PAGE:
NPR logo
Listening to Animals
  • Download
  • <iframe src="" width="100%" height="290" frameborder="0" scrolling="no" title="NPR embedded audio player">
Listening to Animals

Listening to Animals

Scientists Compare Notes on Critter Acoustics

Listening to Animals
  • Download
  • <iframe src="" width="100%" height="290" frameborder="0" scrolling="no" title="NPR embedded audio player">
Up close with an elephant seal.

Up close with an elephant seal. Paul A. Souders/Corbis hide caption

toggle caption Paul A. Souders/Corbis

Match the Animal with its Sound

audio icon Animal 1

audio icon Animal 2

audio icon Animal 3

audio icon Animal 4

audio icon Animal 5

A sleeping bat.

A sleeping bat. Torleif Svensson/Corbis hide caption

toggle caption Torleif Svensson/Corbis
A Hamadryas baboon.

A Hamadryas baboon. Renee Lynn/Corbis hide caption

toggle caption Renee Lynn/Corbis


1) C. Male elephant seals, 2) E. Sea lions, 3) A. Baboons, 4) B. Bats, 5) D. Female elephant seals

For the first time ever, scientists from around the world convened a meeting dedicated solely to animal acoustics — how animals use sound. At the University of Maryland, experts listened to grasshopper leg-scraping, seal belching, fish croaking and baboon screaming. NPR's Christopher Joyce attended the meeting and reports on what scientists were listening for, and why.

Listen to the audio clips on the left, and try to match them to the animals listed below. Answers are listed at the bottom of the page.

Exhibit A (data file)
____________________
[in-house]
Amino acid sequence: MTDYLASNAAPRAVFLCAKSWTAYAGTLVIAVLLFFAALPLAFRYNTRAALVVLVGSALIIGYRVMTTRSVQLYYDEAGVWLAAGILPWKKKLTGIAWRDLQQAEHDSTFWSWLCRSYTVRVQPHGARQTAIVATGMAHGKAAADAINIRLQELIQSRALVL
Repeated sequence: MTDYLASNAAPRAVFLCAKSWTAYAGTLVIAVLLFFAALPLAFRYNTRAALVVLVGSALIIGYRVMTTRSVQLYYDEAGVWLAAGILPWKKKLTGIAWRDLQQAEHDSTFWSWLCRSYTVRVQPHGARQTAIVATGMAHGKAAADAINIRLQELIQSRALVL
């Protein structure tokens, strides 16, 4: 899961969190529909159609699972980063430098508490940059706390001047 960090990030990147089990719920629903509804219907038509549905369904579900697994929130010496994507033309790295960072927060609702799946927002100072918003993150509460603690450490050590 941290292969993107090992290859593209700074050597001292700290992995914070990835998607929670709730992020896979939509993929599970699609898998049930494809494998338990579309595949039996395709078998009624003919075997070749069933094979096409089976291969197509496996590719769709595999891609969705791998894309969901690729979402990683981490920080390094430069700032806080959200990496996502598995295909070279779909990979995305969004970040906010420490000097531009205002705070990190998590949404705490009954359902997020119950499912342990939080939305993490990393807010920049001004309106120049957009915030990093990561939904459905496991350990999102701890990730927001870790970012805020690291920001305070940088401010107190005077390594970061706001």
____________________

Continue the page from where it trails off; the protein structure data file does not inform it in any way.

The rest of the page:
A. A male baboon tries to impress his rivals and perhaps attract females. Julia Fischer of the Max Planck Institute for Evolutionary Anthropology, says the baboon is projecting his stamina, his endurance and his size.

B. A bat begins to move in on an insect. Cindy Moss of the University of Maryland says the bat produces sounds at a very high rate — referred to as the terminal buzz. Bats use echolocation — the process of identifying an object by the sound of the echo — to find food.

C. A male elephant seal bellows. Brandon Southall of the Joseph M. Long Marine Laboratory says when male elephant seals fight, their vocalizations are paired with the outcome of the fights. In future cases, Southall says, there's no need for the physical battle to occur again because the vocalizations themselves serve as reminders of the previous outcome of the fight.

D. A female elephant seal sounds off. Her vocalization is raspier than the male's, Southall says.

E. California sea lions bark. The male sea lions are attempting to control the movement of other female sea lions, or males impinging on their territory.



Please keep your community civil. All comments must follow the Community rules and terms of use, and will be moderated prior to posting. NPR reserves the right to use the comments we receive, in whole or in part, and to use the commenter's name and location, in any medium. See also the Terms of Use, Privacy Policy and Community FAQ.